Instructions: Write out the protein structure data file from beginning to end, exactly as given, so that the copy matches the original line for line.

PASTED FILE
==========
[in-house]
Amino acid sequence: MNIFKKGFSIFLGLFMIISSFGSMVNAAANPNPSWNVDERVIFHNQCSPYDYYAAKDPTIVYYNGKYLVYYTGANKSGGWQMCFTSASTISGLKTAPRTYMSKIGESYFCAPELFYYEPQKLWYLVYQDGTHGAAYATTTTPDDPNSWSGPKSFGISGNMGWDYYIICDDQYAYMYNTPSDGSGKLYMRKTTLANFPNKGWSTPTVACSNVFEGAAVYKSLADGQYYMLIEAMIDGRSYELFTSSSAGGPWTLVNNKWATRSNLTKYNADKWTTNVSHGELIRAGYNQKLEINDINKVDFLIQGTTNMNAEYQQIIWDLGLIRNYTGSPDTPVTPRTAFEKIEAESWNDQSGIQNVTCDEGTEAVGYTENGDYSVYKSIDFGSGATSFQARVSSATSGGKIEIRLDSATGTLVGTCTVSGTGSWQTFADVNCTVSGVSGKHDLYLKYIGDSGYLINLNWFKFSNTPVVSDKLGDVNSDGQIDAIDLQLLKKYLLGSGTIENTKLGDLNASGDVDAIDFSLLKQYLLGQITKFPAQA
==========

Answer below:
[in-house]
Amino acid sequence: MNIFKKGFSIFLGLFMIISSFGSMVNAAANPNPSWNVDERVIFHNQCSPYDYYAAKDPTIVYYNGKYLVYYTGANKSGGWQMCFTSASTISGLKTAPRTYMSKIGESYFCAPELFYYEPQKLWYLVYQDGTHGAAYATTTTPDDPNSWSGPKSFGISGNMGWDYYIICDDQYAYMYNTPSDGSGKLYMRKTTLANFPNKGWSTPTVACSNVFEGAAVYKSLADGQYYMLIEAMIDGRSYELFTSSSAGGPWTLVNNKWATRSNLTKYNADKWTTNVSHGELIRAGYNQKLEINDINKVDFLIQGTTNMNAEYQQIIWDLGLIRNYTGSPDTPVTPRTAFEKIEAESWNDQSGIQNVTCDEGTEAVGYTENGDYSVYKSIDFGSGATSFQARVSSATSGGKIEIRLDSATGTLVGTCTVSGTGSWQTFADVNCTVSGVSGKHDLYLKYIGDSGYLINLNWFKFSNTPVVSDKLGDVNSDGQIDAIDLQLLKKYLLGSGTIENTKLGDLNASGDVDAIDFSLLKQYLLGQITKFPAQA